Check your inbox
We just sent a link to your inbox. Click the link to continue signing in. Can’t find it? Check your spam & junk mail.
Didn't get a link?
Check your inbox
We just sent a link to your inbox. Click the link to continue resetting your password. Can’t find it? Check your spam & junk mail.
Didn't get a link?
Check your inbox
We just sent a link to your inbox. Click the link to continue registering. Can’t find it? Check your spam & junk mail.
Didn't get a link?
How often would you like to pay?
Your payment was interrupted
Exiting the registration flow at this point will mean you will loose your progress
"Do I want to be remembered at all?" Fr. Bernas answered my daughter, Professor Patricia Sta Maria-Cuyegkeng, in a 2015 interview for The Windhover, a Jesuit magazine.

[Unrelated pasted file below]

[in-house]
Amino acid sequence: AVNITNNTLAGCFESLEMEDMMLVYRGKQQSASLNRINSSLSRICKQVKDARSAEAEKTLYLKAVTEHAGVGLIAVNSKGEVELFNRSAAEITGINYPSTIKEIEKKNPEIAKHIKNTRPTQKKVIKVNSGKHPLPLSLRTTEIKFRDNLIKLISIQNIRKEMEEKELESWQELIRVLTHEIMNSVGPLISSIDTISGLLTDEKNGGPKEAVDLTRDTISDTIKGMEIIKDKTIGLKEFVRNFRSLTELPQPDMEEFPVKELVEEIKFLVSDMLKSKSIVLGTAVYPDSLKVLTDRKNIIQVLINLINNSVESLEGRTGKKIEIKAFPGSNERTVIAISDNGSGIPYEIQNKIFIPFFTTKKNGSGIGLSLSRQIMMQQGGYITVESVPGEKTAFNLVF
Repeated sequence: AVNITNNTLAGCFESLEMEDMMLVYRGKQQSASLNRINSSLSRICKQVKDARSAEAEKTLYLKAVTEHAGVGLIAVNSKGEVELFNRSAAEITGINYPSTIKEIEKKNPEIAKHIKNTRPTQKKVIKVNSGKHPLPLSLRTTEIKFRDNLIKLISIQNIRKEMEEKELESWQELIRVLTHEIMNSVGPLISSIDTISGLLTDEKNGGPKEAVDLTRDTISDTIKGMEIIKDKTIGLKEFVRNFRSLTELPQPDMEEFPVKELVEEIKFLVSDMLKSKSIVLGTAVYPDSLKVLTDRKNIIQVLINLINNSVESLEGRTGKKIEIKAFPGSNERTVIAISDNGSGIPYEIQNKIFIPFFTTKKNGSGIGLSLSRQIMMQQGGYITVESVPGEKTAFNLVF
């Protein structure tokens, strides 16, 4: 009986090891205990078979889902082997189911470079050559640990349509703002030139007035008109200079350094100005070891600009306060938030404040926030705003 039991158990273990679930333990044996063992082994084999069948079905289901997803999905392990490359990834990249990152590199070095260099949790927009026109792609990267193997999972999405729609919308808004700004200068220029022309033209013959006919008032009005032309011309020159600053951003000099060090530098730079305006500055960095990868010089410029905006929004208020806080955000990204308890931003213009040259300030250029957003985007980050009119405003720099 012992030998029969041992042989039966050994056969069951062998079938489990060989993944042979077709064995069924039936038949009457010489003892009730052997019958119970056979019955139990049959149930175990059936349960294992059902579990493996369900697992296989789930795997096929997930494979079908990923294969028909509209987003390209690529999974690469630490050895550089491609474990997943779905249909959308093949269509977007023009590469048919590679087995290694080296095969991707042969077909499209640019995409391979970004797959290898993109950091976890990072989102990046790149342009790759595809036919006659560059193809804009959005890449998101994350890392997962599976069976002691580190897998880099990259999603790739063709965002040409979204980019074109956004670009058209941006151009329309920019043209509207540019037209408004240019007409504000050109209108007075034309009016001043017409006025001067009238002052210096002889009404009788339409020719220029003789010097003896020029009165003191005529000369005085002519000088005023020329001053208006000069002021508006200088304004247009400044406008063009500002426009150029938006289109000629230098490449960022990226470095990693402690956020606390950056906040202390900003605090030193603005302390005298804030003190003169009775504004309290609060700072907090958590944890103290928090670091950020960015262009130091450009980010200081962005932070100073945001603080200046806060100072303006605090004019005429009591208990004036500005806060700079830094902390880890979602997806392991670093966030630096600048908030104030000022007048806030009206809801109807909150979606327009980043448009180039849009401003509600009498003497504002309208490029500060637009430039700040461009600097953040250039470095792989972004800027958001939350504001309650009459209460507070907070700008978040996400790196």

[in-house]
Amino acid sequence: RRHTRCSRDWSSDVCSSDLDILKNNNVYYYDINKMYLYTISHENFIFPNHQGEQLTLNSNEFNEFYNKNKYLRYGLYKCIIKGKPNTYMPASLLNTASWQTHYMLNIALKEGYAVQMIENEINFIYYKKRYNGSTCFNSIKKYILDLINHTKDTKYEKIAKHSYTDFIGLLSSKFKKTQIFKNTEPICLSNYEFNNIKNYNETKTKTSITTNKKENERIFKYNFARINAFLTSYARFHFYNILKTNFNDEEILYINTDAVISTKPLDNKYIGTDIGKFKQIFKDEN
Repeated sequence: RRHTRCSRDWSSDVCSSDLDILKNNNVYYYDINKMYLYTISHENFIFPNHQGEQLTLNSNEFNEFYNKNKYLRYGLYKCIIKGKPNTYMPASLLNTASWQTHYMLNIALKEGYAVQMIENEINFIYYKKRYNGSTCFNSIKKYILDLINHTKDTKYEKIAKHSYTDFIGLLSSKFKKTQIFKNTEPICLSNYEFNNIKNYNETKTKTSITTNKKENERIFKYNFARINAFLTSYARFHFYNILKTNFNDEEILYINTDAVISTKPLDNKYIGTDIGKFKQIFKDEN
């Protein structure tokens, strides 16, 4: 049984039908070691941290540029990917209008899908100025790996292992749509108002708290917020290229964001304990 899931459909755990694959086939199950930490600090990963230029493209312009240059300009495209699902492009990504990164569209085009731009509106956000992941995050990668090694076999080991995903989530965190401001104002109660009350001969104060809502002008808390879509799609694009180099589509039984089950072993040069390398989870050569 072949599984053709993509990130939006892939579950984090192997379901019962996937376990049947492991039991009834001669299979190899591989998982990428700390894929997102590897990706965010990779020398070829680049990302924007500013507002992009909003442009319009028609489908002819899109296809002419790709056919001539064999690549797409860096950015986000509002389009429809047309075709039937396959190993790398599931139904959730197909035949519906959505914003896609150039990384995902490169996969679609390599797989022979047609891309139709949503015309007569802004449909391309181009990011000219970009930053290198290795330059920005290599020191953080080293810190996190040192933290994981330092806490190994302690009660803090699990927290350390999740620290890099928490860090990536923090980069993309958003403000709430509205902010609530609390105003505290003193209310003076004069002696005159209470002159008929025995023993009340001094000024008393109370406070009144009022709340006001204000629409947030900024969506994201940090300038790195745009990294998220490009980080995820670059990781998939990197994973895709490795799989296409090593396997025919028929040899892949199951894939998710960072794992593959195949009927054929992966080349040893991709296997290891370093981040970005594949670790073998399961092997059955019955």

He added: “Well, perhaps, just as someone who made a difference in the lives of people. Whether it is a good or a bad one, you know, it's up to them, but just as someone who made a difference in their lives.”
My daughter ended her article with: “And as I listened to him, I am pretty sure that he has accomplished that as well.” Patricia is now teaching Constitutional Law at the Ateneo De Manila School of Law and previously at the Far Eastern University Institute of Law.
During the deliberations in the drafting of the 1987 Constitution on the Bill of Rights, Fr. Bernas said, “The protection of fundamental liberties is the essence of constitutional democracy. Protection against whom? Protection against the STATE (Record of the Constitutional Commission, Vol. 1, p. 674, July 17, 1986)." In very precise words, he conveyed that government can be as brutal and abusive as the leaders that run it, and when that happens, we have the Bill of Rights to run to.